Tuesday, October 16, 2007

Half-cooked?

The newspaper stand at the Shaw-Pioneer corner was selling what's left of their batch of Sterling comics. Despite the worn dust-crusted covers, these comics made me whip out P40, and I eagerly carried them home. (Only four of the five titles were available.) This is my first contact with the Caparas babies since their release last month.

I went up to my room, sat on my bed, and excitedly leafed through each one. I smiled.

It was like the eighties again. There's the good, and the not so good. Overall, however, it still felt like the eighties.

And, sadly, that's not good.

I expected much from the printing, given that Sterling has been successful with their greeting cards and stationery, churned out by their up-to-date printing facilities. (When I worked with the company in 1990, their quality was already comparable with the sosyal Hallmark cards.) I've seen better color-printing-on-newsprint from smaller presses. So if the production people say that they're still "learning from the experience," I personally wouldn't buy it. Maybe I just got bad copies.

I can't comment much on the stories, since they're much like the kinds of stories I remember enjoying way back. Very business-as-usual. Plus, the incidental images of gore are still there. (I actually cringed at the image of a man being eaten alive by Kroko, as well as the policeman's skull exploding. Then there's the image of a rapist whose nether regions were being feasted upon by demons. At least, Philippine comics still have that license.) So, it's like picking up from where things had been left off, the intro to a new weaning phase. There's that wish, however, that a slow evolution will take place after a year or so and writers will exercise a little more daring. Familiar territory, but new ground.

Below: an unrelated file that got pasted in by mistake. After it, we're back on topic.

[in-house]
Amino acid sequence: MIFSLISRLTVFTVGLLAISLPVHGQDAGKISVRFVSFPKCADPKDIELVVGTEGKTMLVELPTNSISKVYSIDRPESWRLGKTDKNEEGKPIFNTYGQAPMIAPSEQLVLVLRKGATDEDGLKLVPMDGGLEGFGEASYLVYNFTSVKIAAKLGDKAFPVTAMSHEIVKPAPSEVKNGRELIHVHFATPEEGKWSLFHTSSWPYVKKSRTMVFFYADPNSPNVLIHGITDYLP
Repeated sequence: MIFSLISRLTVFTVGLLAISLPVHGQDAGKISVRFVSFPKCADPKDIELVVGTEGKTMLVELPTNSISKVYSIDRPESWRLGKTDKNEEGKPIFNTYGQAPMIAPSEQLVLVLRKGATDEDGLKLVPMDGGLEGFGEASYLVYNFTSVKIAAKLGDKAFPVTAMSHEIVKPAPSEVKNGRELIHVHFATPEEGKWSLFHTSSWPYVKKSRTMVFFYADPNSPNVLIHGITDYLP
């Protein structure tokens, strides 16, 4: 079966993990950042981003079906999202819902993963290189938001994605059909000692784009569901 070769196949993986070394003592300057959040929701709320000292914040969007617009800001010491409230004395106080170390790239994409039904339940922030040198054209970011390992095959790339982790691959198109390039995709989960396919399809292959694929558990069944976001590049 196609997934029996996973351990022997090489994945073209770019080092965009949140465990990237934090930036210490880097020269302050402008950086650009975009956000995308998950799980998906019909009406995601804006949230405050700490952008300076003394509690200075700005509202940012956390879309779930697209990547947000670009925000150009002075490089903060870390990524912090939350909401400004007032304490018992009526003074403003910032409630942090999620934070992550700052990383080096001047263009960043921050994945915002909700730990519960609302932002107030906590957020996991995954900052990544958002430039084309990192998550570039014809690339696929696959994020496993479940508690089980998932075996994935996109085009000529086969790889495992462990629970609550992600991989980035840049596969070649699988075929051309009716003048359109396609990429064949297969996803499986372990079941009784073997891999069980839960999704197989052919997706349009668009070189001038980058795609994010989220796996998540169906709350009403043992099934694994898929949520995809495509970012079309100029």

Art is a mixed bag. I expected to be wowed, really, and that didn't happen for the most part. I was thinking, since these veteran artists have supposedly been given a chance to finally show what they're capable of, why do the classic works look better still? I don't want to blame the printing, because bad printing can't completely hide otherwise astounding artwork.

Then again, these artists have been out of the loop for a very long time, so perhaps output will improve significantly over the next few months.

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